Tell the teacher how your child learns best at home. Ask the teacher how your child learns best at school. Here are some questions you can ask your child’s teacher:

  • What is my child learning in your class?
  • What is my child good at doing in class?
  • What does my child have trouble doing in class?
  • What are teachers doing to help my child learn better?
  • Is there anything else teachers can do to help my child learn better?
  • My child needs help with ______ in your class. Can she have some accessibility features or accommodations?
  • My child gets ______ (accessibility feature or accommodation) in class. Can she use it on tests?
  • Can we talk about the accessibility features and accommodations my child is using? I think there may be some different ones that will help my child learn better.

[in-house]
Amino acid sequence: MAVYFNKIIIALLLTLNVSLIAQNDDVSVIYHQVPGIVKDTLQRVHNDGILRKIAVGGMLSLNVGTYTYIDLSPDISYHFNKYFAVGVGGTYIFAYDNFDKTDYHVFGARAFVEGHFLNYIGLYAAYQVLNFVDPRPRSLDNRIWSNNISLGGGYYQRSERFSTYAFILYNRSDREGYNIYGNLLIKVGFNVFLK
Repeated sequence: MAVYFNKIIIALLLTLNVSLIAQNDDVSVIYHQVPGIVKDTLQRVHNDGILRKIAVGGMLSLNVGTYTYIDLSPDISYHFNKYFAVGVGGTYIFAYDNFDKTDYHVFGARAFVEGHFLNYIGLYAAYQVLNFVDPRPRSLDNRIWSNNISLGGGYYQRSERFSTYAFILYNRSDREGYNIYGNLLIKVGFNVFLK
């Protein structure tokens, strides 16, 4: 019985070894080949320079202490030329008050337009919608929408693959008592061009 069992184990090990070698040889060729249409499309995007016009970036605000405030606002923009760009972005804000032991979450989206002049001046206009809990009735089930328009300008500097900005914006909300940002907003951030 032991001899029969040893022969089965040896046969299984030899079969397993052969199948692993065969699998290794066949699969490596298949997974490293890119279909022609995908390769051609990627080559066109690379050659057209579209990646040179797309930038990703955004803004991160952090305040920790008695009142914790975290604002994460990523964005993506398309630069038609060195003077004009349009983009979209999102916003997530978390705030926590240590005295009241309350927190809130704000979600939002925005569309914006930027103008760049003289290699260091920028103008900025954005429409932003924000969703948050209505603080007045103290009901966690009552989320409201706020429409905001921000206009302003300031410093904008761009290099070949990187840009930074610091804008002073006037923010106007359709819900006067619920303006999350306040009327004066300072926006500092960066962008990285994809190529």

The Improving Instruction for English Learners Through Improved Accessibility Decisions project is support2d primarily through a grant (#T365Z160115) with the Offce of English Language Acquisition, U.S. Department of Education. The project is affliated with the National Center on Educational Outcomes, Institute on Community Integration at the College of Education and Human Development, University of Minnesota. Opinions expressed in this document do not necessarily reflect those of the U.S. Department of Education or Offces within it.

The University of Minnesota is an equal opportunity employer and educator.

This publication is available in alternative formats. Direct requests to:

Improving Instruction Project
National Center on Educational Outcomes
University of Minnesota
215 Pattee Hall
150 Pillsbury Dr. SE
Minneapolis, MN 55455

Phone: 612-626-1530

Liu, K. K., Thurlow, M. L., Lazarus, S. S., & Funfe Tatah Mentan, C. (2019). Accessibility features and accommodations: Information for parents. Minneapolis, MN: University of Minnesota, Improving Instruction for English Learners Through Improved Accessibility Decisions.